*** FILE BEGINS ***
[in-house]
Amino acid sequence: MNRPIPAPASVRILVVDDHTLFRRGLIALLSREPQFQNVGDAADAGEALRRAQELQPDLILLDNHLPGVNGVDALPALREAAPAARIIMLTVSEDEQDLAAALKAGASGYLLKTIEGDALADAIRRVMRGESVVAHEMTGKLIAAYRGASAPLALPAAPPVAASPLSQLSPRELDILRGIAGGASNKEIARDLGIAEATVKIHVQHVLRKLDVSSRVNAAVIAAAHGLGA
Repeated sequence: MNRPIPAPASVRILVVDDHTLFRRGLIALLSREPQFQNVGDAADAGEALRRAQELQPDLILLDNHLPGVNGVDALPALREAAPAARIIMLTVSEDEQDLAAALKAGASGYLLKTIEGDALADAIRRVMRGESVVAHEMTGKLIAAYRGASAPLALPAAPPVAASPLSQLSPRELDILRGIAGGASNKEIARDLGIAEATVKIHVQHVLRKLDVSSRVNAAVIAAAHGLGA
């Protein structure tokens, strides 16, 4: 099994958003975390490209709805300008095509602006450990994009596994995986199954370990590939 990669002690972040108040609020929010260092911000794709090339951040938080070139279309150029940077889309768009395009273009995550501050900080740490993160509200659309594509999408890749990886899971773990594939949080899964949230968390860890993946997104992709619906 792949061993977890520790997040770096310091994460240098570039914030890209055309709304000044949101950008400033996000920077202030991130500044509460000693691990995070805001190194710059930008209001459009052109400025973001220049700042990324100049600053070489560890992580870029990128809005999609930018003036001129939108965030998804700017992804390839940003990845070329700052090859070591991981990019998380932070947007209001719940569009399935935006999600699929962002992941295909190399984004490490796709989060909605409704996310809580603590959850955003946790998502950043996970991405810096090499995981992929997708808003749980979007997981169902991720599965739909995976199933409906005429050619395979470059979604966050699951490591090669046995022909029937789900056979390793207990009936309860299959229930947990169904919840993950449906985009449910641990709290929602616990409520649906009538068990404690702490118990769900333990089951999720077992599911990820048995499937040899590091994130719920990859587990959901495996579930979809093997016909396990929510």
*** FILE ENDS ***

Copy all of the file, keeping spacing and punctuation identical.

[in-house]
Amino acid sequence: MNRPIPAPASVRILVVDDHTLFRRGLIALLSREPQFQNVGDAADAGEALRRAQELQPDLILLDNHLPGVNGVDALPALREAAPAARIIMLTVSEDEQDLAAALKAGASGYLLKTIEGDALADAIRRVMRGESVVAHEMTGKLIAAYRGASAPLALPAAPPVAASPLSQLSPRELDILRGIAGGASNKEIARDLGIAEATVKIHVQHVLRKLDVSSRVNAAVIAAAHGLGA
Repeated sequence: MNRPIPAPASVRILVVDDHTLFRRGLIALLSREPQFQNVGDAADAGEALRRAQELQPDLILLDNHLPGVNGVDALPALREAAPAARIIMLTVSEDEQDLAAALKAGASGYLLKTIEGDALADAIRRVMRGESVVAHEMTGKLIAAYRGASAPLALPAAPPVAASPLSQLSPRELDILRGIAGGASNKEIARDLGIAEATVKIHVQHVLRKLDVSSRVNAAVIAAAHGLGA
């Protein structure tokens, strides 16, 4: 099994958003975390490209709805300008095509602006450990994009596994995986199954370990590939 990669002690972040108040609020929010260092911000794709090339951040938080070139279309150029940077889309768009395009273009995550501050900080740490993160509200659309594509999408890749990886899971773990594939949080899964949230968390860890993946997104992709619906 792949061993977890520790997040770096310091994460240098570039914030890209055309709304000044949101950008400033996000920077202030991130500044509460000693691990995070805001190194710059930008209001459009052109400025973001220049700042990324100049600053070489560890992580870029990128809005999609930018003036001129939108965030998804700017992804390839940003990845070329700052090859070591991981990019998380932070947007209001719940569009399935935006999600699929962002992941295909190399984004490490796709989060909605409704996310809580603590959850955003946790998502950043996970991405810096090499995981992929997708808003749980979007997981169902991720599965739909995976199933409906005429050619395979470059979604966050699951490591090669046995022909029937789900056979390793207990009936309860299959229930947990169904919840993950449906985009449910641990709290929602616990409520649906009538068990404690702490118990769900333990089951999720077992599911990820048995499937040899590091994130719920990859587990959901495996579930979809093997016909396990929510």